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Bedbugs are on the Rise: How to Avoid Them and What to Do if You Can’t

Bad news, folks: According to recent research, bedbugs are on the rise in the United States. Experts believe this could be due to an increase in travel, or a lack of education on how to spot and treat the invasive pests. It’s also possible that they’re able to breed and travel more effectively due to climate change. They wouldn’t be the first. Scientists have also been finding ticks earlier in the season—and in dozens of new locations—thanks to global warming.

Unlike ticks, bedbugs can be hard to avoid because they live in bedding and clothing and are extremely hard to see. While they don’t often carry diseases, they can cause red bumps, and it can be hard to find relief from itching once you’ve been bit.

If you fear the very idea of facing a bedbug infestation, you’ll want to read on. We spoke to a handful of experts to get their best insights on how to spot, prevent and treat bedbug infestations. Fingers crossed you’ll never need to use this information but, like anything else, it’s best to be informed:

How to Spot Bedbugs

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Knowing how to spot bedbugs will help you get rid of the problem as quickly as possible—or even prevent the issue from getting into your home. Here are the two main ways to spot a bedbug infestation:

Look for droppings

“While bedbugs themselves are quite tiny, they can be easy to spot in large numbers, especially against white bed sheets,” explains Leonard Ang, the CEO of iPropertyManagement. “It’s also worth noting that their droppings leave dark spots that are larger than they are; this is often a dead giveaway.”

Watch for bites and blood.

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“The best way to spot bedbugs is that people will notice bite marks on their body,” says Derek Carter, the owner of PestsTermination.com. “Bedbug bites usually happen in a row of three bite marks and you can get bitten anywhere you have exposed skin when sleeping at night.”

How to Avoid Bedbugs

If you’re worried about picking up bedbugs, there are a few ways to go about preventing them from getting into your home. Especially if you travel frequently, you’ll want to take note of the following.

Be careful in hotel rooms.

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In order to keep bedbugs from making their way into your home, you should focus on taking extra precautions when you travel. “Bedbugs have to come in from somewhere, and they’re such a big risk in hotel rooms because a lot more people sleep in those beds than in most residences,” explains Ang. “Carefully inspect your hotel room upon arrival, especially the corners of your bedsheets, and make a point of doing as much laundry as you can before you return home if you’re worried about them.”

“While traveling, keeping your luggage on a hard surface or luggage rack when traveling, as they cannot live on these hard surfaces which means they won’t be present to hop a ride on your luggage back home with you,” adds John Melchior, the owner of Kapture Pest Control

Use caution when visiting friends.

“You can also get bedbugs by going into a friend’s home or family member’s home who has bedbugs,” points out Carter. “You lay a purse, coat or backpack on their floor and the next thing you know, a bedbug is hitching a ride back to your home.”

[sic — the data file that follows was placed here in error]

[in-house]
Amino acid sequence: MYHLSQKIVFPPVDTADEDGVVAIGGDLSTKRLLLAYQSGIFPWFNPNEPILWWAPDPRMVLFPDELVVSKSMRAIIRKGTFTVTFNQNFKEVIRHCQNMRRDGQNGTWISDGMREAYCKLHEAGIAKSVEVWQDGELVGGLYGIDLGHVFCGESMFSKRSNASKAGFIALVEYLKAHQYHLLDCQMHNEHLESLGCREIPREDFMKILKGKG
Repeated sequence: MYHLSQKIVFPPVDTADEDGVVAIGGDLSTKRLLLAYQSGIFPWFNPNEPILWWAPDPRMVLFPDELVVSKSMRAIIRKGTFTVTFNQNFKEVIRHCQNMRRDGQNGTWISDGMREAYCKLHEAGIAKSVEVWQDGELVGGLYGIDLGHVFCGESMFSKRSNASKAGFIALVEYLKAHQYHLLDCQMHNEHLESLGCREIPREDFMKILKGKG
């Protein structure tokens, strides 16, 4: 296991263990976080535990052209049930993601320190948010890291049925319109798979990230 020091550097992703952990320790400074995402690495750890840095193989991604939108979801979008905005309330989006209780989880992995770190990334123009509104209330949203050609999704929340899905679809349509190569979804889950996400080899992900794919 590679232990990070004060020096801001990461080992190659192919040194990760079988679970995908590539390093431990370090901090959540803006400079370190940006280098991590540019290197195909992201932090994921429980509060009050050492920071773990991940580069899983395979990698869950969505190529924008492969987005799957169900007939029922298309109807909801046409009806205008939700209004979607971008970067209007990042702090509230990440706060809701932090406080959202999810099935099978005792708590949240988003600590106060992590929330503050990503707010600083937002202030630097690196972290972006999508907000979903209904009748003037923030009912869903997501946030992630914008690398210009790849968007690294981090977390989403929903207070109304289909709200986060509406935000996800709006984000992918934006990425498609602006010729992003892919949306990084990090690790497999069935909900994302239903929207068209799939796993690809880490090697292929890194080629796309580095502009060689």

Keep a mattress cover on your bed.

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At home, mattress covers are one of the best and easiest forms of prevention. “Bed bugs simply can’t attach to or live within a mattress when it has a protective cover on it,” says Melchior. “Mattress covers also do a great job at preventing mites and other microscopic pests that can live within a mattress.”

What to Do if You Have Bedbugs

So—you’ve taken all the precautions and you still ended up with bedbugs. It might feel like the end of the world at the moment, but it doesn’t have to be. Here’s what to do if you’ve noticed bedbugs in your home.

Hot water and bleach.

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“The surest way to get rid of bedbugs is to wash any clothes and linens that may be infested with hot water and bleach if the fabric allows it,” explains Ang. We recommend putting in the effort to do multiple washes of each load to ensure the hot water can take effect.

Replace certain items.

For furniture, upholstery, mattresses and even rugs or carpets, your best bet may be to dispose of these items entirely and get replacements. These items are too large to properly treat and if you’re unable to get rid of every single bedbug, you won’t get rid of the problem.

Seal items inside plastic bags.

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If you’re on a budget and can’t afford the loss, you can sometimes suffocate bedbugs by sealing the infested items inside a plastic bag. “The seal really needs to be perfect, and you should wait several days before opening the plastic if you take this route,” says Ang. “Still, getting rid of these things is the preferable option.”

Use commercial pesticides.

Carter also recommends buying commercial insecticides online to get rid of them yourself. This is the cheapest but requires you to learn how to properly spray and prepare the home to eradicate bedbugs. Second, you can hire an exterminator to come in and professionally get rid of the bedbugs for you. This will be much more expensive.

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  1. I had a infestation a few years back. I used 90% alcohol in a spray bottle and food-grade diatomaceous earth. I dusted the DE around the bed and sprayed the alcohol on the corners of the mattress and along the sides. You can also use dry ice to attract them to the ice. They zero I’m on carbon dioxide emitted from the dry ice.

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